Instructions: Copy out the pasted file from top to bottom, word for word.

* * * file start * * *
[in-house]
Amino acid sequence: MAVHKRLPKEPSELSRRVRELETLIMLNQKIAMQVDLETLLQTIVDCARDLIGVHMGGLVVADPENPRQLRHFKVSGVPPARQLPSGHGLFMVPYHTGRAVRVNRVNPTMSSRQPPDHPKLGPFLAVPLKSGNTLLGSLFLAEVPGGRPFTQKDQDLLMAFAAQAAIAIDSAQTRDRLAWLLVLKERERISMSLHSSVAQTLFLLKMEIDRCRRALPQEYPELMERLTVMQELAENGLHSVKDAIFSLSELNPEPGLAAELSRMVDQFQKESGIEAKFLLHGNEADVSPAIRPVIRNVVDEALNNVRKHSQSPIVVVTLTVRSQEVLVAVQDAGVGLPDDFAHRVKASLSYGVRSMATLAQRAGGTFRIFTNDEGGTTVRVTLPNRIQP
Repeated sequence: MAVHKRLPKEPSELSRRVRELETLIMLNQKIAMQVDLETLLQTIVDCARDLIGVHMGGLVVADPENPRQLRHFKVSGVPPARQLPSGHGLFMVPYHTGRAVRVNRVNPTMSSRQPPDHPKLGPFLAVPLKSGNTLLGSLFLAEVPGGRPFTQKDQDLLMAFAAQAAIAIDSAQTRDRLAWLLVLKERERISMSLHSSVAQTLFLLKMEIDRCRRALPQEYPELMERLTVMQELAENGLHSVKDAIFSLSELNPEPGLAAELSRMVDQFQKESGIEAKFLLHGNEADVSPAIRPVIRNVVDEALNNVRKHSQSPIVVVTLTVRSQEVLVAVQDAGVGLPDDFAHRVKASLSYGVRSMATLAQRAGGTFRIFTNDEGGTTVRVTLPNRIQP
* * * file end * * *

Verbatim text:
[in-house]
Amino acid sequence: MAVHKRLPKEPSELSRRVRELETLIMLNQKIAMQVDLETLLQTIVDCARDLIGVHMGGLVVADPENPRQLRHFKVSGVPPARQLPSGHGLFMVPYHTGRAVRVNRVNPTMSSRQPPDHPKLGPFLAVPLKSGNTLLGSLFLAEVPGGRPFTQKDQDLLMAFAAQAAIAIDSAQTRDRLAWLLVLKERERISMSLHSSVAQTLFLLKMEIDRCRRALPQEYPELMERLTVMQELAENGLHSVKDAIFSLSELNPEPGLAAELSRMVDQFQKESGIEAKFLLHGNEADVSPAIRPVIRNVVDEALNNVRKHSQSPIVVVTLTVRSQEVLVAVQDAGVGLPDDFAHRVKASLSYGVRSMATLAQRAGGTFRIFTNDEGGTTVRVTLPNRIQP
Repeated sequence: MAVHKRLPKEPSELSRRVRELETLIMLNQKIAMQVDLETLLQTIVDCARDLIGVHMGGLVVADPENPRQLRHFKVSGVPPARQLPSGHGLFMVPYHTGRAVRVNRVNPTMSSRQPPDHPKLGPFLAVPLKSGNTLLGSLFLAEVPGGRPFTQKDQDLLMAFAAQAAIAIDSAQTRDRLAWLLVLKERERISMSLHSSVAQTLFLLKMEIDRCRRALPQEYPELMERLTVMQELAENGLHSVKDAIFSLSELNPEPGLAAELSRMVDQFQKESGIEAKFLLHGNEADVSPAIRPVIRNVVDEALNNVRKHSQSPIVVVTLTVRSQEVLVAVQDAGVGLPDDFAHRVKASLSYGVRSMATLAQRAGGTFRIFTNDEGGTTVRVTLPNRIQP